The first contingent of 36 “Filles du roi” landed in 1663. Over the next ten years, an estimated 800 young women settled in New France under the same program.
If you would like to know whether one of your ancestors was a “Fille du roi,” there are many genealogical publications and reviews you can consult".
You can visit the website http://lesfillesduroy-quebec.org



Friday, August 17, 2012

A Genealogical Day in Quebec: 1621-2012

A seminar will be held on Saturday, September 29 from 10:00 am to 3:00 pm at the QFHS Heritage Centre and Library, 173 Cartier Avenue, Pointe-Claire. It will be presented by Sharon Callaghan and Gary Schroder.

This seminar will examine the main sources used in Quebec genealogical research regardless of whether your ancestors originated from France, the British Isles, or any other part of the world.

They will explain church records, civil registration records, censuses, notarial records, ship lists, newspapers, land and judicial records. There will also be emphasis on the most important websites used in Quebec genealogical research and how to use the website and databases of the Bibliotheque et Archives nationales du Québec.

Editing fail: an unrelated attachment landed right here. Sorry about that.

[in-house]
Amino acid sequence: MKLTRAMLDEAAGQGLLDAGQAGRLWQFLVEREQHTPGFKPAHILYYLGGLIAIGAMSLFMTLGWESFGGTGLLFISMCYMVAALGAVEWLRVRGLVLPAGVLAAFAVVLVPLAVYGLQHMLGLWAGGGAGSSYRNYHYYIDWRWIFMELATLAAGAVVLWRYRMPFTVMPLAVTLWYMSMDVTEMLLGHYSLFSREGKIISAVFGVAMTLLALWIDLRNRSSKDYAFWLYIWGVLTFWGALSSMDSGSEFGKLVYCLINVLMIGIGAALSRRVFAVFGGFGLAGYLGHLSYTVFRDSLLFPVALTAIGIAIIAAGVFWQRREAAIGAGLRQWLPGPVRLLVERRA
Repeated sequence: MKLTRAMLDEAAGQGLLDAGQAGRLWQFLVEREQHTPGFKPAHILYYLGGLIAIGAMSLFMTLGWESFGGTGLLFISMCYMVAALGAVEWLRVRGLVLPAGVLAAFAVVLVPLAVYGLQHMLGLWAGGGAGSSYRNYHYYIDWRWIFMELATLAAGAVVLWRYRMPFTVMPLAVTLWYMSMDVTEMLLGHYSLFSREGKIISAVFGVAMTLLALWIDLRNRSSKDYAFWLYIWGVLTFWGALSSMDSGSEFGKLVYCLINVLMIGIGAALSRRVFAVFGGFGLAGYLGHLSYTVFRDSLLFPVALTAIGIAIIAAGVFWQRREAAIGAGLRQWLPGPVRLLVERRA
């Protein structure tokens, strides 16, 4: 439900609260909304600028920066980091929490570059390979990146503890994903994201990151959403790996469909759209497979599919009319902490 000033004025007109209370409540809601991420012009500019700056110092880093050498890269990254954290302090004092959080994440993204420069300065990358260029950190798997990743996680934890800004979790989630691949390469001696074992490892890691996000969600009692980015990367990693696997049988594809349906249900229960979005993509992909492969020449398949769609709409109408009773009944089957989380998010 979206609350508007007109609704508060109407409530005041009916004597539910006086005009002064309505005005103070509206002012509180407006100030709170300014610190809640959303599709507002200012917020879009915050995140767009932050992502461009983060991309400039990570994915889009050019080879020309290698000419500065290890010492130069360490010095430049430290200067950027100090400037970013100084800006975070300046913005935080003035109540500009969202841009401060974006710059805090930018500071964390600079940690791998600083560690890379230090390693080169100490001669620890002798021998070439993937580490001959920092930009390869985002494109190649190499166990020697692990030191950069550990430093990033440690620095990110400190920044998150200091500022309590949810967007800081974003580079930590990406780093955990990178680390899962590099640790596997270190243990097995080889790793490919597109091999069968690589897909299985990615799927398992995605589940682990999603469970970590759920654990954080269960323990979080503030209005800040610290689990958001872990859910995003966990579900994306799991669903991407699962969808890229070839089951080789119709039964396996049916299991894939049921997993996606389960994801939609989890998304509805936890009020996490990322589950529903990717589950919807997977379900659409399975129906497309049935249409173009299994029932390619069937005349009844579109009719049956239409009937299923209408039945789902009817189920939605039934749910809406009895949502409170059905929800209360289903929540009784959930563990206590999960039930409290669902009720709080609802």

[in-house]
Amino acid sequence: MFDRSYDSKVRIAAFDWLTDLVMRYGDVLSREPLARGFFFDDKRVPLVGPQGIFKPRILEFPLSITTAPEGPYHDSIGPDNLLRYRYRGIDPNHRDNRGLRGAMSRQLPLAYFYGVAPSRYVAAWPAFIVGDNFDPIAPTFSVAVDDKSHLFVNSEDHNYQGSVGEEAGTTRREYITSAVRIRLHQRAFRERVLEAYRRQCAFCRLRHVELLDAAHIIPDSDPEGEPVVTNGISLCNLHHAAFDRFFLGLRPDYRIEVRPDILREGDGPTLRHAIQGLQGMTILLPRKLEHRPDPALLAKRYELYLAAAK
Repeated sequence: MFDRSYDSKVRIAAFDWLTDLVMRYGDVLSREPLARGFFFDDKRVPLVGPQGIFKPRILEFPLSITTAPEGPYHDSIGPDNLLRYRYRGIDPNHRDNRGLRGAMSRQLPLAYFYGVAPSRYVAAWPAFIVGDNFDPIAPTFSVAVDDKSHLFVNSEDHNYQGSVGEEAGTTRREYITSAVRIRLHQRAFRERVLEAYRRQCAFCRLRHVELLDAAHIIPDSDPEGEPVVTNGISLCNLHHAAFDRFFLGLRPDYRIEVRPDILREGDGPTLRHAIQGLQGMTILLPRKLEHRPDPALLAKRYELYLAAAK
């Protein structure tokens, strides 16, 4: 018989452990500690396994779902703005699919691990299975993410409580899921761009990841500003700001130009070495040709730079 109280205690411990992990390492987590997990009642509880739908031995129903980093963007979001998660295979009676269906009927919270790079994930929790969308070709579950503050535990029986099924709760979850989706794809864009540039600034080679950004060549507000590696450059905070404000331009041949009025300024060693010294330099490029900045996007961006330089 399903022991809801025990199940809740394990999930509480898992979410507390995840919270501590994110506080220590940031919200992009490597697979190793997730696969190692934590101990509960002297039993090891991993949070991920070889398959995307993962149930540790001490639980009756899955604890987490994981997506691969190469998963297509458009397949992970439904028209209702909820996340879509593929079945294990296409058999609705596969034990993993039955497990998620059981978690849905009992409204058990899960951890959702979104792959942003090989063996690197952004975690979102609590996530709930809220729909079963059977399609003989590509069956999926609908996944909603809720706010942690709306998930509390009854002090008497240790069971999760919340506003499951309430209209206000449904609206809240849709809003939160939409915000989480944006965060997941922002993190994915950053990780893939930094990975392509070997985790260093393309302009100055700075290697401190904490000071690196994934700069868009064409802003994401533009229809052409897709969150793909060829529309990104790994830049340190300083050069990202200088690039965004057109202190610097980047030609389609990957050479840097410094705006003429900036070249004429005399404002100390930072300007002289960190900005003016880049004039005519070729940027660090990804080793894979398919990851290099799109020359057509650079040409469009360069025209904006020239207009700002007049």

The registration fee is $30.00 members, and $40.00 for non-members. Reservations are required.

Call 514.695.1502 or contact Jackie Billingham at qfhs.communications@bellnet.ca.

For more information, go to www.qfhs.ca

Friday, August 10, 2012

Acadian Myths

There are many “myths” in genealogy, and Yvon Cyr has explained 15 of the “myths” with Acadian genealogy.


One "myth" I didn’t know was that I thought the Acadians went directly to Louisiana when they were expelled by the English 1755. But apparently that is not true. Only about half ended up in Louisiana, the rest of the people went to other English colonies in North America, France, Haiti, and the islands of St. Pierre and Miquelon off of Newfoundland.

Yvon has taken the time to explain the “myths”, and I will keep them in mind when I come across my husband’s Acadian ancestors – the Comeau of Salmon River, Nova Scotia.

To read the “myths”, go to www.acadian.org/acadianmyths.html

Thursday, August 9, 2012

70 Years Since the Dieppe Raid